Van Morrison: Legends of the Festival
Van Morrison walked onto the stage at 7 sharp on Wednesday night, wearing a gray suit, silver-frame sunglasses and fedora. A saxophone hung from his neck. Surrounding him, a 10-piece band launched into a blues vamp that blared through La Zona Rosa, a concrete-block club on the edge of downtown Austin, Texas.
It was the first night of the South by Southwest music festival, and among the scores of obscure and up-and-coming bands vying for attention; veterans like Mr. Morrison were on hand to promote new releases. Later Wednesday night, R.E.M. performing behind a barbeque restaurant nearby. (Mr. Morrison’s show was one of a handful in the U.S., including one in Boston tonight and another in New York tomorrow, before a short tour through Europe.)
In contrast to the mood of raucous self-promotion pervading the city, Mr. Morrison, 62 years old, sand about self reliance and bruises accrued through a lifetime—to a diving beat. In “School of Hard Knocks,” an ambling blues number, he sang, “I got shipwrecked and stranded on the rocks. Everybody left me high and dry.”
Mr. Morrison has put out nearly 40 albums since his first solo effort in 1967, the year he released the hit “Brown Eyed Girl.” Previous to that, he led the raw-edged British Invasion act Them, which recorded Mr. Morrison’s iconic “Gloria.”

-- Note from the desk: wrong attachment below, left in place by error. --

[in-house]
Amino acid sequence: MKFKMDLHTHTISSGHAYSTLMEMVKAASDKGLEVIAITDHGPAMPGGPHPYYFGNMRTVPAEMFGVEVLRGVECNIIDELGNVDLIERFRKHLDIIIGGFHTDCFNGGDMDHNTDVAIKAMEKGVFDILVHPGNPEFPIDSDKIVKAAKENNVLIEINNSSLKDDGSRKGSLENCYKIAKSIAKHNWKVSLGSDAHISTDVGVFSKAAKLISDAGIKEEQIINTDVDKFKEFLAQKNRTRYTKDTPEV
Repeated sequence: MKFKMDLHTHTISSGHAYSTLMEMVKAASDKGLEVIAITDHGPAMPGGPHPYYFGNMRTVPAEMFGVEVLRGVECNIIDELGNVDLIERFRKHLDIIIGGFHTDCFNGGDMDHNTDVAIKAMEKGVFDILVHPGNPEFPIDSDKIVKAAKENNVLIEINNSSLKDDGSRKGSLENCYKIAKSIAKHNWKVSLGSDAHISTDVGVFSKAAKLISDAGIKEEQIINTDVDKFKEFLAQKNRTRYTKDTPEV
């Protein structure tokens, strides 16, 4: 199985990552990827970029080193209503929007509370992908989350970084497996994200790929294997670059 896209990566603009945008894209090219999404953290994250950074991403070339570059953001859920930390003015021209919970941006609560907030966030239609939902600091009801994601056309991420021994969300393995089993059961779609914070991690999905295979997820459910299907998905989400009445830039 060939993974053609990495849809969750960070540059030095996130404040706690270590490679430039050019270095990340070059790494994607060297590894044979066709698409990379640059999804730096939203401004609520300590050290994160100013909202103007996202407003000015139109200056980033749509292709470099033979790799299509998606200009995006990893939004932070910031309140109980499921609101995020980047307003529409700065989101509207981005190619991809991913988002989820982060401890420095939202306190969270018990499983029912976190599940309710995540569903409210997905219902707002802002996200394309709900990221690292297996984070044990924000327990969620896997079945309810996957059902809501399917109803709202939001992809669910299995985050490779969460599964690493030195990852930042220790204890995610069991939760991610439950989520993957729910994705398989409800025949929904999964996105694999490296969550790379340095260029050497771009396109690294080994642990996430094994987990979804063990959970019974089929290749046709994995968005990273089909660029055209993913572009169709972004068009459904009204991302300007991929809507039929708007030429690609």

His latest album, “Keep It Simple,” to be released April 1, features spare musical arrangements, colored by subtle country and soul influences. Throughout the 11 original songs, Mr. Morrison stabs at his own myth, “I’m not a legend in my own mind,” he sings on “Don’t Go to Nightclubs Anymore.”
On stage Wednesday, he led his band for an hour, pointing to the players to launch them into solos. He took some himself on saxophone and a small guitar. His voice was strong and carried his trademark ring, but he didn’t smile and barely spoke to the audience. During his last number, an extended jam called “Behind the Ritual,” he struck a nostalgic note as he sang, “Talking that jive, drinking that wine, in the days gone by.”